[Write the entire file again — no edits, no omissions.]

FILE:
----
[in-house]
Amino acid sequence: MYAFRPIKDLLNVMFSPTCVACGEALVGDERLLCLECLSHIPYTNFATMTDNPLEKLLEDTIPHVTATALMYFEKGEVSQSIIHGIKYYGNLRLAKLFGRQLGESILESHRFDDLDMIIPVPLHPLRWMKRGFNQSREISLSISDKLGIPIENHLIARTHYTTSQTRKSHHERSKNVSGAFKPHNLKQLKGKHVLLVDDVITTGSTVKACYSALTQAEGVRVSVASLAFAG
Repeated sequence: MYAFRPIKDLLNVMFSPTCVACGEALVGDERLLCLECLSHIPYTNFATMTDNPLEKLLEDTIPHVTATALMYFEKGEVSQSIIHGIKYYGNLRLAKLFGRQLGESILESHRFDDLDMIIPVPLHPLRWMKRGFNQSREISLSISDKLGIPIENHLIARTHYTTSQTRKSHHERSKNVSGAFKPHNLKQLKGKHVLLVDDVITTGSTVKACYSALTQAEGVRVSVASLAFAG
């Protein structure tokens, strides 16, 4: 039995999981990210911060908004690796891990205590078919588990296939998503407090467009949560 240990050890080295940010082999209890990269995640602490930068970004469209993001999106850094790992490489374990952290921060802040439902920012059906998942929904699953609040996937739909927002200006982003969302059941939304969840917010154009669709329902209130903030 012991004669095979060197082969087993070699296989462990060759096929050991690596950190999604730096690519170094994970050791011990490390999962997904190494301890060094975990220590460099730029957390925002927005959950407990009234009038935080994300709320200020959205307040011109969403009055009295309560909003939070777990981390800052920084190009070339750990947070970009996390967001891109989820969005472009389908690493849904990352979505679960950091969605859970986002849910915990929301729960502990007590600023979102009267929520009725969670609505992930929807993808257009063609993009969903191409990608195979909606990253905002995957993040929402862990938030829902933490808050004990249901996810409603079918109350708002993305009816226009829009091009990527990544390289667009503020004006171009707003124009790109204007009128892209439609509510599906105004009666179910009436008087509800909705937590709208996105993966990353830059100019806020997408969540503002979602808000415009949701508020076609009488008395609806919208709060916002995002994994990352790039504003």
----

[in-house]
Amino acid sequence: MYAFRPIKDLLNVMFSPTCVACGEALVGDERLLCLECLSHIPYTNFATMTDNPLEKLLEDTIPHVTATALMYFEKGEVSQSIIHGIKYYGNLRLAKLFGRQLGESILESHRFDDLDMIIPVPLHPLRWMKRGFNQSREISLSISDKLGIPIENHLIARTHYTTSQTRKSHHERSKNVSGAFKPHNLKQLKGKHVLLVDDVITTGSTVKACYSALTQAEGVRVSVASLAFAG
Repeated sequence: MYAFRPIKDLLNVMFSPTCVACGEALVGDERLLCLECLSHIPYTNFATMTDNPLEKLLEDTIPHVTATALMYFEKGEVSQSIIHGIKYYGNLRLAKLFGRQLGESILESHRFDDLDMIIPVPLHPLRWMKRGFNQSREISLSISDKLGIPIENHLIARTHYTTSQTRKSHHERSKNVSGAFKPHNLKQLKGKHVLLVDDVITTGSTVKACYSALTQAEGVRVSVASLAFAG
């Protein structure tokens, strides 16, 4: 039995999981990210911060908004690796891990205590078919588990296939998503407090467009949560 240990050890080295940010082999209890990269995640602490930068970004469209993001999106850094790992490489374990952290921060802040439902920012059906998942929904699953609040996937739909927002200006982003969302059941939304969840917010154009669709329902209130903030 012991004669095979060197082969087993070699296989462990060759096929050991690596950190999604730096690519170094994970050791011990490390999962997904190494301890060094975990220590460099730029957390925002927005959950407990009234009038935080994300709320200020959205307040011109969403009055009295309560909003939070777990981390800052920084190009070339750990947070970009996390967001891109989820969005472009389908690493849904990352979505679960950091969605859970986002849910915990929301729960502990007590600023979102009267929520009725969670609505992930929807993808257009063609993009969903191409990608195979909606990253905002995957993040929402862990938030829902933490808050004990249901996810409603079918109350708002993305009816226009829009091009990527990544390289667009503020004006171009707003124009790109204007009128892209439609509510599906105004009666179910009436008087509800909705937590709208996105993966990353830059100019806020997408969540503002979602808000415009949701508020076609009488008395609806919208709060916002995002994994990352790039504003």